Demonstrating that he was up to the task of replacing Ferdinand Porsche as Auto Union's development director at the end of the 1937 racing season, Professor Eberan von Eberhorst advanced the team's aerodynamics prowess. To boost Bernd Rosemeyer's streamliner beyond the 252 mph already achieved, von Eberhorst added front wheel fairings, wheel-arch connectors, side skirts, and odd-looking ductwork below the streamliner's tail. Rosemeyer clocked 276 mph while warming up, but a rogue gust of wind blew him off course during the record run, and he perished in the ensuing crash. The ground-effects technology von Eberhorst had invented was forgotten for three decades.
SPEED ABOVE ALL ELSE
> Enzo Ferrari
Dark glasses, white hair, and a suit and tie - that was Il Commendatore in later years, a fixture at test sessions but never attending races. As a young man, Enzo Ferrari had been a racing driver himself. Later, he managed Alfa Romeo's race team, and in 1940, he built his first automobile - a race car, naturally. Eventually, he became the world's premier manufacturer of supercars. But Ferrari - a drama king worthy of a Verdi opera - never cared much about road cars or the beautiful people who bought them. For him, street machines existed merely to support his passion for racing.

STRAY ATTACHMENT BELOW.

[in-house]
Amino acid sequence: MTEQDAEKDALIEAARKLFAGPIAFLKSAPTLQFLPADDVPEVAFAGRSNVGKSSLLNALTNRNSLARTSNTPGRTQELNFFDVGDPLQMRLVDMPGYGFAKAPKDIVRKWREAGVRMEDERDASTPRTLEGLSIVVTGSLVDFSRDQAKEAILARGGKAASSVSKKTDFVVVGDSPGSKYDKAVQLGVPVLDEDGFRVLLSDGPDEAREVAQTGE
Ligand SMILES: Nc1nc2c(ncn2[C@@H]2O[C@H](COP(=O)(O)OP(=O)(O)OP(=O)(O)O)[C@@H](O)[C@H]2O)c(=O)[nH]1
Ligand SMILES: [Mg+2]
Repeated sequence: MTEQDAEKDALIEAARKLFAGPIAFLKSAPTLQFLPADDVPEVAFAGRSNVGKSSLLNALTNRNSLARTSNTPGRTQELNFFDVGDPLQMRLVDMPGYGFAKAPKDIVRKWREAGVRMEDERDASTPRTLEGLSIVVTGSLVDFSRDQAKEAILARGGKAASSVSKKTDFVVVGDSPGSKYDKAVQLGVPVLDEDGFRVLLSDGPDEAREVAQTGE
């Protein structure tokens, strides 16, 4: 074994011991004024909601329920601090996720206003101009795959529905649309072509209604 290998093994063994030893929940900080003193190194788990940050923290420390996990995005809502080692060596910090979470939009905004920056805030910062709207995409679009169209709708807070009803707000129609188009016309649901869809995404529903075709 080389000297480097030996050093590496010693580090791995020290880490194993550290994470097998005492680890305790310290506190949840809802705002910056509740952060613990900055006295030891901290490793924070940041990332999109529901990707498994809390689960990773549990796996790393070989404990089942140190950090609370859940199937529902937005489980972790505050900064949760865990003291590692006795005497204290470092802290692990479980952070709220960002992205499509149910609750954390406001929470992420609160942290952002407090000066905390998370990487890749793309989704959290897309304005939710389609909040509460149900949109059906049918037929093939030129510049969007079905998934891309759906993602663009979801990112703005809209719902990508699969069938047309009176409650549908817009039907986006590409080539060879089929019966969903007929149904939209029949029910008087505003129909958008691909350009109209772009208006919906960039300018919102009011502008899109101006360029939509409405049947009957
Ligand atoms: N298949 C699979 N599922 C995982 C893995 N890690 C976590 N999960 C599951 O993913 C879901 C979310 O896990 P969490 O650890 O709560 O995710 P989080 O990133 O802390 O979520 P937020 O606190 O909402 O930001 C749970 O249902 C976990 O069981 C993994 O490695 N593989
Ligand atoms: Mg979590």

There are plenty of 24-hour races, but there's only one Le Mans, a twice-around-the-clock carnival of speed that usually plays out like the world's fastest soap opera. Not only is the 24 Heures du Mans the granddaddy of all endurance races, it's also, to automakers, the most highly coveted prize in motorsports. The race has been contested on various iterations of the Circuit de la Sarthe - essentially public roads closed for the occasion - since 1923. Until two chicanes were added in 1990, the 3.5-mile-long, white-knuckle blast along the Mulsanne straight produced the highest speeds achieved on any closed course in the world.